Finding My Business Tribe

For my entire career, I’ve been searching for my business tribe. The unspoken but deeply ingrained tribe virtues of cooperation, affinity, and sharing epitomize how I conduct myself day in and day out at my job. Yet from the moment I started my first job after college, I’ve always existed on the fringe of other established tribes, never feeling a deep kinship to any one community in particular.

In our modern workplace, business tribes have primarily developed along two lines: functional groups and geography. This makes logical sense given these are the peer groups that you spend the bulk of your time interacting with. And for the majority of people in the work force, this somewhat pre-determined affiliation is fine for them and they are happy to follow suit. For them these role and office based groupings are sufficient enough common ground to create tribal affinity.

While the ease of this affiliation makes sense, there is a trade-off one needs to be cognizant of. Unconscious hiring biases and other factors can lead these business tribes to, over time, become self re-enforcing ideological communities where there is a premium on conformity, and diversity of thought can fall to the wayside. Colleagues want to get their job done and not introduce friction that might force them to change the way they have been going about their work.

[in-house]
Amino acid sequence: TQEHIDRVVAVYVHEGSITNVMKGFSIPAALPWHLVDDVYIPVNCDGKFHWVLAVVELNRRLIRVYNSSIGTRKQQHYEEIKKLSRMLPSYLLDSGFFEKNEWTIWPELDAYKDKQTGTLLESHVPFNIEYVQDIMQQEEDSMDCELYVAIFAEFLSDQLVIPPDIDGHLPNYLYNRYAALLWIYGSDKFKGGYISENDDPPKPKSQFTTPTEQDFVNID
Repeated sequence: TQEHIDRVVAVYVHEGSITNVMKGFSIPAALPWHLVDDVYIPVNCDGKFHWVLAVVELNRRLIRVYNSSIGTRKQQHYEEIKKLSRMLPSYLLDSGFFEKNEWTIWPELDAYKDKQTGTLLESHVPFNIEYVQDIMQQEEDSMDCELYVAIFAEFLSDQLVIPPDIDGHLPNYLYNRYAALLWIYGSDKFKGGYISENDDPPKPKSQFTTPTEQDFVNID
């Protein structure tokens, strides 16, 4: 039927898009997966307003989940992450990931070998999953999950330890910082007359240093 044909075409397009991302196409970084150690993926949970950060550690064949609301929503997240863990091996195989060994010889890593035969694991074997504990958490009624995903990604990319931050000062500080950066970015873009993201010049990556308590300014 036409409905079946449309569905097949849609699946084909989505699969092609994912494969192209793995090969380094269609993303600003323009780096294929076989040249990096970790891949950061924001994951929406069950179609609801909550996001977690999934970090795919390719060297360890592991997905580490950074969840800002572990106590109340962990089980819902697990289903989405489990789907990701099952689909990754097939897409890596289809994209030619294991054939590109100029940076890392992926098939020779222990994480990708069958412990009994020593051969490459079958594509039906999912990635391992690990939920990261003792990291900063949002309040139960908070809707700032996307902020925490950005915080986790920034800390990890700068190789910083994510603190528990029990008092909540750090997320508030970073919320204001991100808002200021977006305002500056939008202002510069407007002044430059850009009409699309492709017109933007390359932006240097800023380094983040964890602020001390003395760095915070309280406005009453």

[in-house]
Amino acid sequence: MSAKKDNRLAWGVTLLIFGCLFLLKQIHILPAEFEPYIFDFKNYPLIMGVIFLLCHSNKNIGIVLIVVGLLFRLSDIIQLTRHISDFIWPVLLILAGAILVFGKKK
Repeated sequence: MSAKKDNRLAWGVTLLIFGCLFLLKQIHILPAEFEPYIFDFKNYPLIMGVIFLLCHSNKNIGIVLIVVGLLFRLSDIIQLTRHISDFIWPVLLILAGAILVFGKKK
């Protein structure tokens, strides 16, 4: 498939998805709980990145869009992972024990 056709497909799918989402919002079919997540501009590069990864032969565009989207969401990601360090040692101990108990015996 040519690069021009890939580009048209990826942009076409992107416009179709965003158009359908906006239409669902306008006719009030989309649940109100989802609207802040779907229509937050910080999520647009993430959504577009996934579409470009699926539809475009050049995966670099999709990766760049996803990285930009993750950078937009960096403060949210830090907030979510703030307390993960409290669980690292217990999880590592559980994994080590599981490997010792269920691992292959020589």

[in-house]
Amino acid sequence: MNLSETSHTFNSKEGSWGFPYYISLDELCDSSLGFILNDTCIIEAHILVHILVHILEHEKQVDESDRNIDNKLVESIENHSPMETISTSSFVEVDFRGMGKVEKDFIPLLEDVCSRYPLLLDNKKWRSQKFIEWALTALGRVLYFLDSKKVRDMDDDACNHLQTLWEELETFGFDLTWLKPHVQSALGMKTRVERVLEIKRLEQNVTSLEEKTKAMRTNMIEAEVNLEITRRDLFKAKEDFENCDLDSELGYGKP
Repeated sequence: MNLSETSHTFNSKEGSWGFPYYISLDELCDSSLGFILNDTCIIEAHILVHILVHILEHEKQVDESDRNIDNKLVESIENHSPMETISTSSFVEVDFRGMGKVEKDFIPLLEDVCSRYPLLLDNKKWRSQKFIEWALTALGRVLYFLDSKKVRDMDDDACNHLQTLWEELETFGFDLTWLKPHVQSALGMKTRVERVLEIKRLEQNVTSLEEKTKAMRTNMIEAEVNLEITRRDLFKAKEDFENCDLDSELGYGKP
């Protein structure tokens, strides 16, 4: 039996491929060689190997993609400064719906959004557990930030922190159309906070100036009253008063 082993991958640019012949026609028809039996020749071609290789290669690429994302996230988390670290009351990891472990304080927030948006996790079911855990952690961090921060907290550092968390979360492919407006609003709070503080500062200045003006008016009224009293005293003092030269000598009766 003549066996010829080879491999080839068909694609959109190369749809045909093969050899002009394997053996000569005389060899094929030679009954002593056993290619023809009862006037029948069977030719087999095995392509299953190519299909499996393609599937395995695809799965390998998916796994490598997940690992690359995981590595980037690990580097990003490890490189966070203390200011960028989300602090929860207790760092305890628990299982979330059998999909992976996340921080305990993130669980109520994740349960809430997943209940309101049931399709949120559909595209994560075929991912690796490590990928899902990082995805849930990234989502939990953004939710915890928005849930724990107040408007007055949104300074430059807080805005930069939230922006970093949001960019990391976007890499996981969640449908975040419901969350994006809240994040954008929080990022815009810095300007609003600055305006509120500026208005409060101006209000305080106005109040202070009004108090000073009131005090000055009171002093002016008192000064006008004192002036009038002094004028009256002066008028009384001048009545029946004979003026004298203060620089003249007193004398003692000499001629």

These realities of today’s business tribes have therefore presented me with several challenges. On one front my career hasn’t followed a well traveled conventional path. To that end, my background doesn’t conform to the traditional profile of classic functional departments like finance or sales. And while I do share common experiences and skills with corporate development, sales operations and FP&A, none of these teams have ever instinctually felt like my tribal peers. I also have a propensity to push back (hard) against the ‘this is the way we have always done it’ defense. I’m always the first to ask ‘why are we doing it this way?’ or ‘isn’t there a better way of doing this?’ Being at odds with these two underlying principles puts me in the minority at work and thus the conventional notions of a business tribe failed to fully resonate with me.

Yet, despite not fitting existing business tribes norms, I was always yearning for others like me. And from time-to-time I was fortunate enough to stumble upon a similarly minded person, typically having an equally distinct background or located in another office. We have forged great business friendships, but there was never a concentration or seemingly definable affiliation which drew this disconnected lot of us together.

Forming My Own Tribe

Given the lack of success with my search and not content to continue in the status quo, it’s become clear that I need to take the bull by the horns and form my own tribe. From those colleagues that I have connected with, I knew there was a desire within all of us to be connected with a larger, more accepting group.

As I dwelt on this idea I came to realize that it was not a functional, geographic, or any other affiliated tribe that I sought, but rather one of a similar mindset. A mindset business tribe would cut across the conventional business tribes that I was interacting with, and align me with others that share a common point of view. Who I was really looking for was a tribe of people who go about their business at work with my same mentality.